Current developments of armor for vehicles and
personnel protection are aimed at lightweight, mass-efficient armor solutions.
Future designs are expected to reduce the basic armor weight by 67%, compared
to steel armor, and offering additional applications – for example, signature
reduction, improved chemical agent resistance, damage detection and fire, smoke
and toxicity protection built into the armor package. Integral armor structures
built from advanced composites will form the basic structure for vehicle's
hulls of the US Army future combat system's (FCS) program. The FCS armor will
be designed to defeat side, top and rear ballistic threats. All FCS systems,
manned and unmanned, will have an inherent, lightweight, small arms protection,
capable to withstand a first hit from a 0.5" cal fire.
Each of the FCS
manned systems will also be protected against penetration, blast, shock,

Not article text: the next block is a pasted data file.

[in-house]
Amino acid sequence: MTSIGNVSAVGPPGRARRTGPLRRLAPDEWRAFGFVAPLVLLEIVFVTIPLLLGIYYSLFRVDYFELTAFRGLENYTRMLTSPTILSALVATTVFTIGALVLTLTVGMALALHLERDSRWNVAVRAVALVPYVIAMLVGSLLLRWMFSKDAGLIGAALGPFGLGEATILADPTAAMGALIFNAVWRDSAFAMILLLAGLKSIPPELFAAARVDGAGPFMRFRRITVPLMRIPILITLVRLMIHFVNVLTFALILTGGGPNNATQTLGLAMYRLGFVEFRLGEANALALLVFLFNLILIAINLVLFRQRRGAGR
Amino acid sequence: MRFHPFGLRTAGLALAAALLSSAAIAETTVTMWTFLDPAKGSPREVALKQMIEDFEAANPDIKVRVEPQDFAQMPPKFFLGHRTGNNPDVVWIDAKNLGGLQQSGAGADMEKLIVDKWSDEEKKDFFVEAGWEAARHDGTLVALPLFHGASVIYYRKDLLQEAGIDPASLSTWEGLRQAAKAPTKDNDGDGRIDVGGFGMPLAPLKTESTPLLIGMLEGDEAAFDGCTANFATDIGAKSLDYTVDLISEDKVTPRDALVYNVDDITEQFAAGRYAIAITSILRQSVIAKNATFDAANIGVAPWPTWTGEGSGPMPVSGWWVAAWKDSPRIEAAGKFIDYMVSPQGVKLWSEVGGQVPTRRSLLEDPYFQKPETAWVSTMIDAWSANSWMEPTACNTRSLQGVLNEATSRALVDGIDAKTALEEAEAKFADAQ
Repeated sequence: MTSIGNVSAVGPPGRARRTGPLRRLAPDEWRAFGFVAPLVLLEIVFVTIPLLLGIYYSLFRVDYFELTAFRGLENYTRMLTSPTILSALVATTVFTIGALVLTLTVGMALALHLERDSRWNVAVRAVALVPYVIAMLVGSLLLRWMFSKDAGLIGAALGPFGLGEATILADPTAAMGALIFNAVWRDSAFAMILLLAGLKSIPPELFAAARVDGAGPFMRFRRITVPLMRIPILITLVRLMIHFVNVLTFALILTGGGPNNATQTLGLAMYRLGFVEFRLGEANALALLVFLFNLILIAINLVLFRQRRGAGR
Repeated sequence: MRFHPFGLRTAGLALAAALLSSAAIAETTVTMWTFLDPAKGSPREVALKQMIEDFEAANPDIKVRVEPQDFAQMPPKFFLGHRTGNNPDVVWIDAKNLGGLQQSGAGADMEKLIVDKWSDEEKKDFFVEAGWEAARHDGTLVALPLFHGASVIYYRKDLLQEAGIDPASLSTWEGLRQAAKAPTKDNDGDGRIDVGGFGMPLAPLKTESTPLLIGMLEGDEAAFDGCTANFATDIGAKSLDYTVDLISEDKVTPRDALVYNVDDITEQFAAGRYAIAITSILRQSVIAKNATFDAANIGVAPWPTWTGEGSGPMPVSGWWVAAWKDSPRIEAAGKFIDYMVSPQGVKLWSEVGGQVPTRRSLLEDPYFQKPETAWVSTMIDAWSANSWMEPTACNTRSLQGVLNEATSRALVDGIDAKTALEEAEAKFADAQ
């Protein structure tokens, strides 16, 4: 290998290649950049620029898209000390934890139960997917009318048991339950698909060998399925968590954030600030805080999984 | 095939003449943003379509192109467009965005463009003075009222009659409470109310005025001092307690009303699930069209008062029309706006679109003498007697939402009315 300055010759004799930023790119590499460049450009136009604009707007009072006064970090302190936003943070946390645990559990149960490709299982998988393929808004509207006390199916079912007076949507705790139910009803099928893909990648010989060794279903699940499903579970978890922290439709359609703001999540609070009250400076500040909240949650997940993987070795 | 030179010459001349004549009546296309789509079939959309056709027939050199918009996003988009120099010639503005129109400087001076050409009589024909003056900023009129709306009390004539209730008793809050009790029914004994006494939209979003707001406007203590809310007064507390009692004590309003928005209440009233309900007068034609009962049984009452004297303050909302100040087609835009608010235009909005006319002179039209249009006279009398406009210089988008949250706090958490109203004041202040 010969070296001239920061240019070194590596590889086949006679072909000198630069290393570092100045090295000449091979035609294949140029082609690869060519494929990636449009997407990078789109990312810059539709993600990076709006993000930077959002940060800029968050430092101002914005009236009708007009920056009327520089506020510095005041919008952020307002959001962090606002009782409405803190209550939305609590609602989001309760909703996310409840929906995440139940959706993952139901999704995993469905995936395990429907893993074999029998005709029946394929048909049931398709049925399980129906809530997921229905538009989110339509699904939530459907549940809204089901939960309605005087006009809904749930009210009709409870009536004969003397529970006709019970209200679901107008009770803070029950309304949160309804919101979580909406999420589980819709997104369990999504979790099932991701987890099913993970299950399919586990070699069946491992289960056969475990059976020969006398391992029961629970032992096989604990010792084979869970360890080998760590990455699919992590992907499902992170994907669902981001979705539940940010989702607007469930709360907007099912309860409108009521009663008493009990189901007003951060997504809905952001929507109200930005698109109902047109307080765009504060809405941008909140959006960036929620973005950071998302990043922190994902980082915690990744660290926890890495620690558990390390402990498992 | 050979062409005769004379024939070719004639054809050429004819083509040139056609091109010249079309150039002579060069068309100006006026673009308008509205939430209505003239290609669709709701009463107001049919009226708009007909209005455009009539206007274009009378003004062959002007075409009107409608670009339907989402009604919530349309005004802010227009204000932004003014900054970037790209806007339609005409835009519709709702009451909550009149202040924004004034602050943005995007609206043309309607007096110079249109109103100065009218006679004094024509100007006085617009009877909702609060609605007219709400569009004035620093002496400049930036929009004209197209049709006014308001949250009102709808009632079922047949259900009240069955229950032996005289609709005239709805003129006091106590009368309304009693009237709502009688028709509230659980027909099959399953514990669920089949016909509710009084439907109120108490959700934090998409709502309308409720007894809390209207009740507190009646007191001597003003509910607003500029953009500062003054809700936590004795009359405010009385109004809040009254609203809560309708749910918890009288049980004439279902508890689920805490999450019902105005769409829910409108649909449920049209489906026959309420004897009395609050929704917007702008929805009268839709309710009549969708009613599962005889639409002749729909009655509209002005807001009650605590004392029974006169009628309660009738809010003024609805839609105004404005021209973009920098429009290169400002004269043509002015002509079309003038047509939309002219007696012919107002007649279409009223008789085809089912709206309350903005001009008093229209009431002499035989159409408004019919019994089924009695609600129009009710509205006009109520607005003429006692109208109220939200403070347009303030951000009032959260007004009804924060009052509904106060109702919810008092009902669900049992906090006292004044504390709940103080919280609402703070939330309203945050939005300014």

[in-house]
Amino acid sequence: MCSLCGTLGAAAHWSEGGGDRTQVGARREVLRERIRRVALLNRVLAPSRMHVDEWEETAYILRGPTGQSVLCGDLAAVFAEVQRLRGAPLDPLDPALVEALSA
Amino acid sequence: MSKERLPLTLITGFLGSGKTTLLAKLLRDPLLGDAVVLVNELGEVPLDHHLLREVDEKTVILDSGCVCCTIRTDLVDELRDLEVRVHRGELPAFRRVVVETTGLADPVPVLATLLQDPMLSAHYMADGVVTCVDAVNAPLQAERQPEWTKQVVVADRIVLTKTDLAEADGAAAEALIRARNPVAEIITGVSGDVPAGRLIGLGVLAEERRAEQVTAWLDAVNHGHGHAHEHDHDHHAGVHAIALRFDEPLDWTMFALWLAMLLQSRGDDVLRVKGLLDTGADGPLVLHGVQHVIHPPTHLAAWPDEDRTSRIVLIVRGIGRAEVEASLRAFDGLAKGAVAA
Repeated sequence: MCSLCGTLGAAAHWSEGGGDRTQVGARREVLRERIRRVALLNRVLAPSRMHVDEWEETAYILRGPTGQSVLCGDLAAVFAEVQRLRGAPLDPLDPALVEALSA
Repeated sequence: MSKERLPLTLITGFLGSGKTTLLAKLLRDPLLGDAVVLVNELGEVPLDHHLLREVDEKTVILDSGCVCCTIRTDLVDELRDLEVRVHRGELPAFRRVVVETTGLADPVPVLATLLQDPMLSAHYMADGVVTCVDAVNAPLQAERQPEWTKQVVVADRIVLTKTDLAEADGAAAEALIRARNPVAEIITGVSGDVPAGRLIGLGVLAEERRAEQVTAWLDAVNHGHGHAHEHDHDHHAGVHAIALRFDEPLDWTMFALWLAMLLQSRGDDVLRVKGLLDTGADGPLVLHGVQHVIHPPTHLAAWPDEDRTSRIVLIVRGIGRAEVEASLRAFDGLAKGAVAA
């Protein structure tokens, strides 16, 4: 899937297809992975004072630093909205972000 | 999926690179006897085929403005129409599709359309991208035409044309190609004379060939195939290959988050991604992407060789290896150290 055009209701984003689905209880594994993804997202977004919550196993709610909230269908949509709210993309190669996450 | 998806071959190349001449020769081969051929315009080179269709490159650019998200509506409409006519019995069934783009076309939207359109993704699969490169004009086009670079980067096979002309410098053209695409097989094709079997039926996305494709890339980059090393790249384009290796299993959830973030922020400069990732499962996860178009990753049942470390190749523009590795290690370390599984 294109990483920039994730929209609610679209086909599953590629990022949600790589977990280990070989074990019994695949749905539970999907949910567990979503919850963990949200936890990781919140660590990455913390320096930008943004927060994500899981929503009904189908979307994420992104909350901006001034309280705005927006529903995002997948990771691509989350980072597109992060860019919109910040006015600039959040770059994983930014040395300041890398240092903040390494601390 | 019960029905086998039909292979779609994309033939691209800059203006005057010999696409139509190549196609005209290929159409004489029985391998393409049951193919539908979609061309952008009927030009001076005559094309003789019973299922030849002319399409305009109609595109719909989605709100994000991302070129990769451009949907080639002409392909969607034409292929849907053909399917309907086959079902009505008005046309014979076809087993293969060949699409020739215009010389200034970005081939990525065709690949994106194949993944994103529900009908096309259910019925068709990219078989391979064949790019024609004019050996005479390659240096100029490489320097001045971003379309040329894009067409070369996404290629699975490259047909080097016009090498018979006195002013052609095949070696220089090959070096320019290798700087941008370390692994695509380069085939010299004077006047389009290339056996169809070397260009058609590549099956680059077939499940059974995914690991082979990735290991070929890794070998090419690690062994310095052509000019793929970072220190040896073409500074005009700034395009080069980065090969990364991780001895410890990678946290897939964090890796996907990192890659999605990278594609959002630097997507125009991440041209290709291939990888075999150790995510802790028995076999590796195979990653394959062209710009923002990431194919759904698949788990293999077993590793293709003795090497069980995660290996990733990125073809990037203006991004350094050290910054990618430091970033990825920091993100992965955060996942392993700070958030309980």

over-pressure, fire and thermobaric effects. These systems must provide full
structural or add-on protection against 14.5mm rounds. The FCS protection suite
must also maintain a 60 degrees frontal arc where it should defeat incoming 30mm
threats, including APFSDS and 45mm automatic cannon shots, fired from different
ranges. To meet the stringent weight margins, developers are considering using
large structural sections built from large ceramic parts including structural
and hull sections and components made of composites material. Such parts cannot
be produced using existing ceramics manufacturing technologies. New processes
are currently under development, to produce large parts with
rendering strength and durability for multi-hit contingencies.